If you’ve ever wondered why there are so few great white sharks in British Columbia, look no further than South Africa at the moment.

It’s a sad – or reassuring, depending on where you fit in the killer whale vs great white shark scheme of things. If anyone ever told you that great white sharks were the ultimate bad boys of the ocean, well, it just ain’t so.

Four dead great white sharks have washed ashore in South Africa since March, including one this week. It’s the latest in several fascinating cases of killer whale vs great white shark we’ve seen in the past 20 years, none of which ended well for our friend the White Pointer.

Four Dead Bodies…

This week’s gruesome discovery is part of a trend we’ve seen in South Africa since March. White sharks are turning up dead, many near Gansbaai, one of three shark diving hot spots on the planet, where the sharks typically patrol their waters with little competition.

Yet there’s a morbid detail to each of the killings; each dead shark was relatively intact, save a gash in each carcass. All four sharks were missing their liver – an organ high in a compound called squalene.

Marine biologists have confirmed the killings were done by killer whales, who appear to be targeting the sharks for their delicious innards. 

Orcas have been seen killing white sharks at least 3 times in the past 20 years. Photo Source: YouTube.com

Killer Whale Vs Great White Shark: Tale of the Tape

The sad trail of dead sharks makes more sense than you might think. While it’s hard to see a great white shark for anything less than the ocean’s top predator with creepy teeth, it’s also misleading.

White sharks have the teeth. But look closer and there’s really no contest.


Killer whales can be twice the size of a great white shark. Photo Source: Wikipedia.com

In this corner we have Orcinus Orca. He comes in at roughly 20-26 feet in length and weights close to six tons. He travels in packs of up to 40 other like-minded killer dolphins and has been seen throwing his prey 80 feet in the air! From every ocean on the planet, HHHEERRRREEEEEssss the one and only “KILLER WHALEEEEEE!!!!!”

Cheesy Applause goes here.

Great White Sharks

And in this corner we have Charcarodon Carcharias. He comes in at an average 11 to 15 feet (with really big guys pulling 20!) and hits the scale at a maximum two tons. He’s generally a lone wolf and likes to do his own thing, but take a look a those teeth folks. There’s nothing like them! This issssss…the one you’ve been waiting for… “GRRRRRRREAAAAAAATTTT Whiiiiiiiiiiiite SHARRRRRRRRKKKKK!!”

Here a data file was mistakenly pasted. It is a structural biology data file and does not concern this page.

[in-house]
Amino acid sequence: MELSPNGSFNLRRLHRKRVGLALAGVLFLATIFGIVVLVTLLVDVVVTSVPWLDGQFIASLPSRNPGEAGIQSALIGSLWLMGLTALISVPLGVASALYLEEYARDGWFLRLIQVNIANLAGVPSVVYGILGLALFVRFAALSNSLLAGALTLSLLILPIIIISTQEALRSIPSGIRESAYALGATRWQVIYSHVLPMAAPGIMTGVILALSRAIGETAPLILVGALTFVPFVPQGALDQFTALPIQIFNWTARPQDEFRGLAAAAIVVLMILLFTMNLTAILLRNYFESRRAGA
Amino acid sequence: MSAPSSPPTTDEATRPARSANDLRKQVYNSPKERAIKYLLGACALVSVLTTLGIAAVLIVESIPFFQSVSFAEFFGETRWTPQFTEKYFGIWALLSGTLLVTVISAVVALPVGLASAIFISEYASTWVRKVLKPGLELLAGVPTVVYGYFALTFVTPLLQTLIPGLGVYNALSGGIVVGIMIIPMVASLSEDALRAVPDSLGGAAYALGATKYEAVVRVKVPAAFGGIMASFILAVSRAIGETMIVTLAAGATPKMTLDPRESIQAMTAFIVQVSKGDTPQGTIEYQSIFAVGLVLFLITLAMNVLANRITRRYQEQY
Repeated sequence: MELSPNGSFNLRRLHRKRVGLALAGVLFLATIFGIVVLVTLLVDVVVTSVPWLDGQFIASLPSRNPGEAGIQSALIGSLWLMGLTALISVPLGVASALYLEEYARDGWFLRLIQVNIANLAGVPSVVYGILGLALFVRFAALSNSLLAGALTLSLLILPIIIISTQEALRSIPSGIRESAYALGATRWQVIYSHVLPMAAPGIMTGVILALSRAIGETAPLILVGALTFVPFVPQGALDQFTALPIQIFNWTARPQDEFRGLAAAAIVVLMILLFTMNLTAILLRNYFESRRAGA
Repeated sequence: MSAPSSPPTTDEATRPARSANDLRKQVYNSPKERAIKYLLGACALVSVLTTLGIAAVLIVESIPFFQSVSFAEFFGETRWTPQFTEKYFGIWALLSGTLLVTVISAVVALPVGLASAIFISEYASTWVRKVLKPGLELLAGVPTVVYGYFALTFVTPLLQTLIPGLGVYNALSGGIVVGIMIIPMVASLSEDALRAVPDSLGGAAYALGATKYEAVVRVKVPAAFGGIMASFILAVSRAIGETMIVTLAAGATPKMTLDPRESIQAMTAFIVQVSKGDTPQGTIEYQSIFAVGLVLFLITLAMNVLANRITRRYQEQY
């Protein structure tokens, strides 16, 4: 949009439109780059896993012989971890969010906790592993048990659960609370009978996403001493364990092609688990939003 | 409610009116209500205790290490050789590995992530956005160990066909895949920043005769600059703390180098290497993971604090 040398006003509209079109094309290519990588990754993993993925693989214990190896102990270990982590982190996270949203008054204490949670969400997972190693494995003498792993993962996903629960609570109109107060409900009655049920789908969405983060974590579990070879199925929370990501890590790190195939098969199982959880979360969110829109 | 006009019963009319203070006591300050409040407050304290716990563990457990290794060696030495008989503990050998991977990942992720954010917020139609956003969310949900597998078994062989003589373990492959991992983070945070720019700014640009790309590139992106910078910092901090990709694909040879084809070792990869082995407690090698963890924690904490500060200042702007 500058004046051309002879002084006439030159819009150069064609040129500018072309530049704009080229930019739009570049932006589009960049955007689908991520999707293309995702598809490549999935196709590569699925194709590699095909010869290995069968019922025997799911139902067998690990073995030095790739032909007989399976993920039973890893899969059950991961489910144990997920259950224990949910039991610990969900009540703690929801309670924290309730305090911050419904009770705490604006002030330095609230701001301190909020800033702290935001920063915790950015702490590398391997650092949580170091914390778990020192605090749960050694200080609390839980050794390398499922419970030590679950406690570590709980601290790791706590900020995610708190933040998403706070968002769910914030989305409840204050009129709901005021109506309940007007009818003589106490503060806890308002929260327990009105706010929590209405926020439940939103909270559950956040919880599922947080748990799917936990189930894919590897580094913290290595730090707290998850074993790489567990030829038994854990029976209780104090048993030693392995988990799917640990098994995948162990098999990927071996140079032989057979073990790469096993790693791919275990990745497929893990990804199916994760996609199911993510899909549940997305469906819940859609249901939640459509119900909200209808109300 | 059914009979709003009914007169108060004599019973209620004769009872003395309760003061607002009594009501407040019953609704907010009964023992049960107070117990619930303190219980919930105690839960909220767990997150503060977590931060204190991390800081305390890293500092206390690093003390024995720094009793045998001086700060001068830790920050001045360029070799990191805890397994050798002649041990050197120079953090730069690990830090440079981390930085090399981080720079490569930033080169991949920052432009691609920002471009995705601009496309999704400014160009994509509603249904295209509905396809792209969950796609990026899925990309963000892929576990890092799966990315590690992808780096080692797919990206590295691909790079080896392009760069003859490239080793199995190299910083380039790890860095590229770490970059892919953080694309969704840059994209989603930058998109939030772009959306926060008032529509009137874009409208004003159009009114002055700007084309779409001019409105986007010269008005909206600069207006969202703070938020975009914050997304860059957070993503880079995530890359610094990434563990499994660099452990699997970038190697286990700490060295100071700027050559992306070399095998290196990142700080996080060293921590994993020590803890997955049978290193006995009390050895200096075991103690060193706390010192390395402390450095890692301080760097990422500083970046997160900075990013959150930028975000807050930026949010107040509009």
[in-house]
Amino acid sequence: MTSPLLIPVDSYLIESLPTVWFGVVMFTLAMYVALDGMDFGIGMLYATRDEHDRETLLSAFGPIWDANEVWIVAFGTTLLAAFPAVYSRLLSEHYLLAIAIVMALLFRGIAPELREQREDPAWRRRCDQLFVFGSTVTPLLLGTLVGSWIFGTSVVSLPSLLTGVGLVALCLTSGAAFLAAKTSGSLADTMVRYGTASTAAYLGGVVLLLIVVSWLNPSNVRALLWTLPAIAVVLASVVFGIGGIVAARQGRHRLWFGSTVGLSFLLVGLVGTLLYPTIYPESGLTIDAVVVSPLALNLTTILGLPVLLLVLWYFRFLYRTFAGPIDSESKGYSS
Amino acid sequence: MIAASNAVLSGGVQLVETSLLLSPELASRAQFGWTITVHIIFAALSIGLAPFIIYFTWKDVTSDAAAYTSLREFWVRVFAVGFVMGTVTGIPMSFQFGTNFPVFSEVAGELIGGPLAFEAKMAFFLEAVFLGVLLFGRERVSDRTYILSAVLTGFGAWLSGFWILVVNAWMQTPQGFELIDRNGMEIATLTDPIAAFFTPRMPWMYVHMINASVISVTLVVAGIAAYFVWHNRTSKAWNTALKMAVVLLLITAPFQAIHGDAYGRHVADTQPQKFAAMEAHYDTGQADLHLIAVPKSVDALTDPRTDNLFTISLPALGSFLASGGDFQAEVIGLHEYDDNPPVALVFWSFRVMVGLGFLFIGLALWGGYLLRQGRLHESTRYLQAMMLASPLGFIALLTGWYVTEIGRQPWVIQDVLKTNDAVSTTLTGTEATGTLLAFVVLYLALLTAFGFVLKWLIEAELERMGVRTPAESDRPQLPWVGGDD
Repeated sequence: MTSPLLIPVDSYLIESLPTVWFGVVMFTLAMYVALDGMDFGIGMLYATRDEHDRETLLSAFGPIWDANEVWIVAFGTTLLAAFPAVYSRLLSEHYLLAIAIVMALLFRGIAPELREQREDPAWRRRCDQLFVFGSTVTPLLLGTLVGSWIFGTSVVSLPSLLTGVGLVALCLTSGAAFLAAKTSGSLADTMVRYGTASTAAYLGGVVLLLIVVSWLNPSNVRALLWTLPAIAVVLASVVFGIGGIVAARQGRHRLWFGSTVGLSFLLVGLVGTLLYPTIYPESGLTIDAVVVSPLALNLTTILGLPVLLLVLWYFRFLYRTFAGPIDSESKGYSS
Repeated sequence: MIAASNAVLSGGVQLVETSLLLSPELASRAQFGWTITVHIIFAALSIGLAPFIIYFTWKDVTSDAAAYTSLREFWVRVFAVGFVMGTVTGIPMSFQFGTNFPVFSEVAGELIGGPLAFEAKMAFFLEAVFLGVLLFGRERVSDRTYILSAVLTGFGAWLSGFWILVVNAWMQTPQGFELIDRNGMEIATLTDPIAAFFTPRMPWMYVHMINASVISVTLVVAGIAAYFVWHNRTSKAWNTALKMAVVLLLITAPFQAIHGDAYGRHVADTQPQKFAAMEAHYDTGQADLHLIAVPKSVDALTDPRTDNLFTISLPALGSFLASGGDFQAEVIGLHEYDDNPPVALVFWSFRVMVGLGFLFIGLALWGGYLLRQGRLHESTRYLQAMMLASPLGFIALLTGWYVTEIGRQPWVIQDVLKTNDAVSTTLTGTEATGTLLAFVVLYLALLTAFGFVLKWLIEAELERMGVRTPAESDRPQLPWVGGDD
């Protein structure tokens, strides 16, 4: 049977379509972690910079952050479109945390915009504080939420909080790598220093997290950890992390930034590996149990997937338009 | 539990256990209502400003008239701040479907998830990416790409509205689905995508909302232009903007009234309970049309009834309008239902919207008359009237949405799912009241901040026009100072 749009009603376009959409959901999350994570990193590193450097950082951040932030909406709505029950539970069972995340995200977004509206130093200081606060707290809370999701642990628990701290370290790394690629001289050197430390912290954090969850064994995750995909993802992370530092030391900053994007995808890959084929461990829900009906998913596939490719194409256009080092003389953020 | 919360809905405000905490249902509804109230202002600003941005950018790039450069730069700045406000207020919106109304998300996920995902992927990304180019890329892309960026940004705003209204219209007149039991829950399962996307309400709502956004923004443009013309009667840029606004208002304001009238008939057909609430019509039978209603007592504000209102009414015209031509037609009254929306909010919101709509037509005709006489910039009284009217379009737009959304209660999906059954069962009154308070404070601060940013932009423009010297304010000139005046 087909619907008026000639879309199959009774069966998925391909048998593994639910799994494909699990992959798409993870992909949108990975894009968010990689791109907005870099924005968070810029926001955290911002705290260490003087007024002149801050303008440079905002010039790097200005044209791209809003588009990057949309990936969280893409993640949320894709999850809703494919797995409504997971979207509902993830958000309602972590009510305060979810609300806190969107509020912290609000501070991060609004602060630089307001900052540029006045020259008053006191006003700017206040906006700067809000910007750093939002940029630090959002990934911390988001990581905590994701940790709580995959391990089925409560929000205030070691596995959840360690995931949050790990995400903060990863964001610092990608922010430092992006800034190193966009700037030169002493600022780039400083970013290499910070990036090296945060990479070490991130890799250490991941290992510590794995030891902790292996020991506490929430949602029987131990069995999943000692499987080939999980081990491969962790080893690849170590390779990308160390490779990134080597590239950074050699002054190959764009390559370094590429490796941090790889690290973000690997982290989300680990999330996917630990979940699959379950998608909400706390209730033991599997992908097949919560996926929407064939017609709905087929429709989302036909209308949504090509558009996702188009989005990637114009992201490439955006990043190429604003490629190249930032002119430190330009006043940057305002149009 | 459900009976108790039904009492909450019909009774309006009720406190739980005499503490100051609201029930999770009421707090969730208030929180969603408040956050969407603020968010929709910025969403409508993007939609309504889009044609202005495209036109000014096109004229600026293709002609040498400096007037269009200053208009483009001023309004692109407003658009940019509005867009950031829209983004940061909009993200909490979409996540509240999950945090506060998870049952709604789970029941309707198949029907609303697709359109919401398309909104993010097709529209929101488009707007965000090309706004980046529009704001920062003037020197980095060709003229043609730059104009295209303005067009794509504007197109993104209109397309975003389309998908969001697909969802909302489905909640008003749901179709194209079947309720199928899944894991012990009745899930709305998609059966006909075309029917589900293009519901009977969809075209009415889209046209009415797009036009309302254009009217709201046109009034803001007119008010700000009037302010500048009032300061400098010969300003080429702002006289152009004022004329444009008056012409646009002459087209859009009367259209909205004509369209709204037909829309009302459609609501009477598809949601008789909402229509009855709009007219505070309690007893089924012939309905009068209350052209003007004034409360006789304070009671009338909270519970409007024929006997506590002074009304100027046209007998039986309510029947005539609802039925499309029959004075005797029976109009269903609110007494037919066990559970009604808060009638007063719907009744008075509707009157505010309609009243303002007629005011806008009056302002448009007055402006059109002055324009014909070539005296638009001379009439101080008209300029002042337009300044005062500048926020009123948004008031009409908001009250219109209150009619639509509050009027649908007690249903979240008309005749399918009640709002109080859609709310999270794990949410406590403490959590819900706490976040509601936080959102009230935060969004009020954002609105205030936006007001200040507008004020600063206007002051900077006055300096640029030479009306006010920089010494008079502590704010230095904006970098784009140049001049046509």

Apologies to Michael Buffer for destroying his handiwork, but I’d love to see him do that introduction for Shark Week.

Sharks Lose Every Time

Joking aside, when we compare the killer whale vs great white shark, we see the latter is clearly at a disadvantage. He’s got those teeth – yes – but he’s roughly half the size of an orca. That’s made worse for white sharks when you consider orcas travel in groups. They hunt together and are highly adaptable.

They’re also very intelligent, precise, and as we’ve seen in South Africa, have a taste for the macabre. Cue Hannibal Lecter and his fava beans…

A great white shark.

These most recent shark killings are the third case we’ve seen in recent years of killer whale vs great white shark. In 2015, a pod of orcas killed an adult white shark well known among shark divers in Australia.

More famously, though, was an extraordinary interaction between a killer whale and great white at the Farallon Islands off San Francisco.

That event was the first time orcas had been seen predating white sharks. It was caught on film too – and marked a turning point in our understanding of great white sharks and their role in the oceans.

I’ll end this post with a documentary film that National Geographic made about that attack back in 1997, called The Whale That Ate Jaws. It’s compelling, a little humbling, but if nothing else, is a not-so subtle reminder that on land or in the ocean, there’s always a bigger fish.